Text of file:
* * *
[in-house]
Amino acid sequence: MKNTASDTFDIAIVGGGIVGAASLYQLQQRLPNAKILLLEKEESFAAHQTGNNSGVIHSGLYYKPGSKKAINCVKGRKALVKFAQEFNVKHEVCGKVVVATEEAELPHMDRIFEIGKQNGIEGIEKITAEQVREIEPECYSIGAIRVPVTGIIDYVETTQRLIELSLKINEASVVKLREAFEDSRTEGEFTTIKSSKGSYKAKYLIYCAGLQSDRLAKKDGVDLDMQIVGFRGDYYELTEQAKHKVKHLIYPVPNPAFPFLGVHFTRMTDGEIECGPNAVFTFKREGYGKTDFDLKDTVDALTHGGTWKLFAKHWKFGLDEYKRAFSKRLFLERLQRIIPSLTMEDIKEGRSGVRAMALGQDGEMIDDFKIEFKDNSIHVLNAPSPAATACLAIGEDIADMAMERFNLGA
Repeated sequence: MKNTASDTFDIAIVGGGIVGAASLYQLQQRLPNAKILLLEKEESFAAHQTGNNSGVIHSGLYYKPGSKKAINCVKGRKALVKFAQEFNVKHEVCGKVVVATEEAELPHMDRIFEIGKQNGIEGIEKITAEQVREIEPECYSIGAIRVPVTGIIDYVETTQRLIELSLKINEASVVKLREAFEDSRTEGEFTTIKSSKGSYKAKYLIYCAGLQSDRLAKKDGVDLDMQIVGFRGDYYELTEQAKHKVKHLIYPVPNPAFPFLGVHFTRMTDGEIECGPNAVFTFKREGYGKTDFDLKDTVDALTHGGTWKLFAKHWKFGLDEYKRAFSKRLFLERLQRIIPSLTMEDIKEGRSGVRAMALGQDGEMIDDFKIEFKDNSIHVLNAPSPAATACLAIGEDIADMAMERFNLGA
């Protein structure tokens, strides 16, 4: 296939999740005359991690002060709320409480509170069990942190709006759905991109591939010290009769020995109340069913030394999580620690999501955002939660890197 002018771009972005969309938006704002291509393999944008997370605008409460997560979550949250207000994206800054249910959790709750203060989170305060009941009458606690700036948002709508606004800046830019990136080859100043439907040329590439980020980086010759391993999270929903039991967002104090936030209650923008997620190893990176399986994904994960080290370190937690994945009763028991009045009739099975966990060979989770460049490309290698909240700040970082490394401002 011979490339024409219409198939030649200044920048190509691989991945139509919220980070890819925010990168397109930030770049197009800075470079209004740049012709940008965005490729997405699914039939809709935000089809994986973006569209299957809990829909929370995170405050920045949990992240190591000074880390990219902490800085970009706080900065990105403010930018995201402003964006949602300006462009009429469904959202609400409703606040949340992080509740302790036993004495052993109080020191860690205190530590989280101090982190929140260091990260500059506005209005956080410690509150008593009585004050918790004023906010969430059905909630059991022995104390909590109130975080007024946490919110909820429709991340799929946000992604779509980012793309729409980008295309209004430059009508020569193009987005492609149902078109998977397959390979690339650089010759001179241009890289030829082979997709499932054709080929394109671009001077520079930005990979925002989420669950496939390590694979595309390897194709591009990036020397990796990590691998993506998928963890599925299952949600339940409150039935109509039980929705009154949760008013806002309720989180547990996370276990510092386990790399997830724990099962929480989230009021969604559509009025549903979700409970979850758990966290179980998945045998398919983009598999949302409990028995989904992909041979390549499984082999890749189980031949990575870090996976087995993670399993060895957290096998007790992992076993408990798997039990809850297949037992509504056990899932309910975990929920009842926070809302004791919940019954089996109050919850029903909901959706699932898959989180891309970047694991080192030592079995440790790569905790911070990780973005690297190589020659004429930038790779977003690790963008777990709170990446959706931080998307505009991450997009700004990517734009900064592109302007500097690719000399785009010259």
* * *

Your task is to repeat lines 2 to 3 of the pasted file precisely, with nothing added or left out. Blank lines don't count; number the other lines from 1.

Amino acid sequence: MKNTASDTFDIAIVGGGIVGAASLYQLQQRLPNAKILLLEKEESFAAHQTGNNSGVIHSGLYYKPGSKKAINCVKGRKALVKFAQEFNVKHEVCGKVVVATEEAELPHMDRIFEIGKQNGIEGIEKITAEQVREIEPECYSIGAIRVPVTGIIDYVETTQRLIELSLKINEASVVKLREAFEDSRTEGEFTTIKSSKGSYKAKYLIYCAGLQSDRLAKKDGVDLDMQIVGFRGDYYELTEQAKHKVKHLIYPVPNPAFPFLGVHFTRMTDGEIECGPNAVFTFKREGYGKTDFDLKDTVDALTHGGTWKLFAKHWKFGLDEYKRAFSKRLFLERLQRIIPSLTMEDIKEGRSGVRAMALGQDGEMIDDFKIEFKDNSIHVLNAPSPAATACLAIGEDIADMAMERFNLGA
Repeated sequence: MKNTASDTFDIAIVGGGIVGAASLYQLQQRLPNAKILLLEKEESFAAHQTGNNSGVIHSGLYYKPGSKKAINCVKGRKALVKFAQEFNVKHEVCGKVVVATEEAELPHMDRIFEIGKQNGIEGIEKITAEQVREIEPECYSIGAIRVPVTGIIDYVETTQRLIELSLKINEASVVKLREAFEDSRTEGEFTTIKSSKGSYKAKYLIYCAGLQSDRLAKKDGVDLDMQIVGFRGDYYELTEQAKHKVKHLIYPVPNPAFPFLGVHFTRMTDGEIECGPNAVFTFKREGYGKTDFDLKDTVDALTHGGTWKLFAKHWKFGLDEYKRAFSKRLFLERLQRIIPSLTMEDIKEGRSGVRAMALGQDGEMIDDFKIEFKDNSIHVLNAPSPAATACLAIGEDIADMAMERFNLGA